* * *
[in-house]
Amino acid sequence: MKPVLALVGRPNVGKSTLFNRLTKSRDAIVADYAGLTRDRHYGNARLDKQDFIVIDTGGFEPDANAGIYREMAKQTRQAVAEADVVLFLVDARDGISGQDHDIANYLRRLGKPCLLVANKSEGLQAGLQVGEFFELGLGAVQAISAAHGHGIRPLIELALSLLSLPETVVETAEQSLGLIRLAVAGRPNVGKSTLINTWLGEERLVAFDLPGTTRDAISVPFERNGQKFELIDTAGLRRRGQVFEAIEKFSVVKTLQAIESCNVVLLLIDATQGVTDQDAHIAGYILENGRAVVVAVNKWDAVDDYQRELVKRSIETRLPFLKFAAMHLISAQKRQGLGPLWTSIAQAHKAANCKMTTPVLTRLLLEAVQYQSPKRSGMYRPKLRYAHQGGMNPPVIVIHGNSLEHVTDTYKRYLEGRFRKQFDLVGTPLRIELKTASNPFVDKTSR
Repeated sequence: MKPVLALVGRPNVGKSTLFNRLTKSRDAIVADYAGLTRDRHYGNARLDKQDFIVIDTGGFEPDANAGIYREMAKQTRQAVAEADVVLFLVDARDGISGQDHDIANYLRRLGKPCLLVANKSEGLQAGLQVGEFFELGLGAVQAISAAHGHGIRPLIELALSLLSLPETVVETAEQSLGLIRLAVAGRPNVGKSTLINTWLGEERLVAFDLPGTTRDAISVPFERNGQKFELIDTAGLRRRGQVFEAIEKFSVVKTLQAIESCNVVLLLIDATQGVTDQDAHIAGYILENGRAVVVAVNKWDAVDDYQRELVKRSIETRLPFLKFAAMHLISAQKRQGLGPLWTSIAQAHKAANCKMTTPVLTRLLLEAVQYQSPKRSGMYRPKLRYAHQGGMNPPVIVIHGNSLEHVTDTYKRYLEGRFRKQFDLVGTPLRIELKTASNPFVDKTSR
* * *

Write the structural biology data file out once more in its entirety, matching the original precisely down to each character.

[in-house]
Amino acid sequence: MKPVLALVGRPNVGKSTLFNRLTKSRDAIVADYAGLTRDRHYGNARLDKQDFIVIDTGGFEPDANAGIYREMAKQTRQAVAEADVVLFLVDARDGISGQDHDIANYLRRLGKPCLLVANKSEGLQAGLQVGEFFELGLGAVQAISAAHGHGIRPLIELALSLLSLPETVVETAEQSLGLIRLAVAGRPNVGKSTLINTWLGEERLVAFDLPGTTRDAISVPFERNGQKFELIDTAGLRRRGQVFEAIEKFSVVKTLQAIESCNVVLLLIDATQGVTDQDAHIAGYILENGRAVVVAVNKWDAVDDYQRELVKRSIETRLPFLKFAAMHLISAQKRQGLGPLWTSIAQAHKAANCKMTTPVLTRLLLEAVQYQSPKRSGMYRPKLRYAHQGGMNPPVIVIHGNSLEHVTDTYKRYLEGRFRKQFDLVGTPLRIELKTASNPFVDKTSR
Repeated sequence: MKPVLALVGRPNVGKSTLFNRLTKSRDAIVADYAGLTRDRHYGNARLDKQDFIVIDTGGFEPDANAGIYREMAKQTRQAVAEADVVLFLVDARDGISGQDHDIANYLRRLGKPCLLVANKSEGLQAGLQVGEFFELGLGAVQAISAAHGHGIRPLIELALSLLSLPETVVETAEQSLGLIRLAVAGRPNVGKSTLINTWLGEERLVAFDLPGTTRDAISVPFERNGQKFELIDTAGLRRRGQVFEAIEKFSVVKTLQAIESCNVVLLLIDATQGVTDQDAHIAGYILENGRAVVVAVNKWDAVDDYQRELVKRSIETRLPFLKFAAMHLISAQKRQGLGPLWTSIAQAHKAANCKMTTPVLTRLLLEAVQYQSPKRSGMYRPKLRYAHQGGMNPPVIVIHGNSLEHVTDTYKRYLEGRFRKQFDLVGTPLRIELKTASNPFVDKTSR